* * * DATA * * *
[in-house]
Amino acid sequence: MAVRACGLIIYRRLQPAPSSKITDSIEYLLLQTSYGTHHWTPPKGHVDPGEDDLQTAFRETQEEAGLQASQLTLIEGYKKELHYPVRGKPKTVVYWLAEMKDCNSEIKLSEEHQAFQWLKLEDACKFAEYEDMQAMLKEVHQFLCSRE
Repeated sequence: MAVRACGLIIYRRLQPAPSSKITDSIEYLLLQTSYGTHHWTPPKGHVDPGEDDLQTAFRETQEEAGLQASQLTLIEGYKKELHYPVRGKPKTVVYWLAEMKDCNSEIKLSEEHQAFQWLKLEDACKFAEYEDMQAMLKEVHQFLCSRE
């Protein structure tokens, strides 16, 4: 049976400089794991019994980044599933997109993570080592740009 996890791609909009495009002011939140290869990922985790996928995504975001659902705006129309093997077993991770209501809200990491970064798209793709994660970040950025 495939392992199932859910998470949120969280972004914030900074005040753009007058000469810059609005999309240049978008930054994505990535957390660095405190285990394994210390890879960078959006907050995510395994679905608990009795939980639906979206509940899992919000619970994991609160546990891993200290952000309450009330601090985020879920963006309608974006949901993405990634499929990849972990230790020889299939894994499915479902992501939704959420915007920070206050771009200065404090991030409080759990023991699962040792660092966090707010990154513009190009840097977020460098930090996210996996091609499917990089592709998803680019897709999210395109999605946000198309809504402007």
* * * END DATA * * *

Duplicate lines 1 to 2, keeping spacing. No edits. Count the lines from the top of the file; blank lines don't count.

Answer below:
[in-house]
Amino acid sequence: MAVRACGLIIYRRLQPAPSSKITDSIEYLLLQTSYGTHHWTPPKGHVDPGEDDLQTAFRETQEEAGLQASQLTLIEGYKKELHYPVRGKPKTVVYWLAEMKDCNSEIKLSEEHQAFQWLKLEDACKFAEYEDMQAMLKEVHQFLCSRE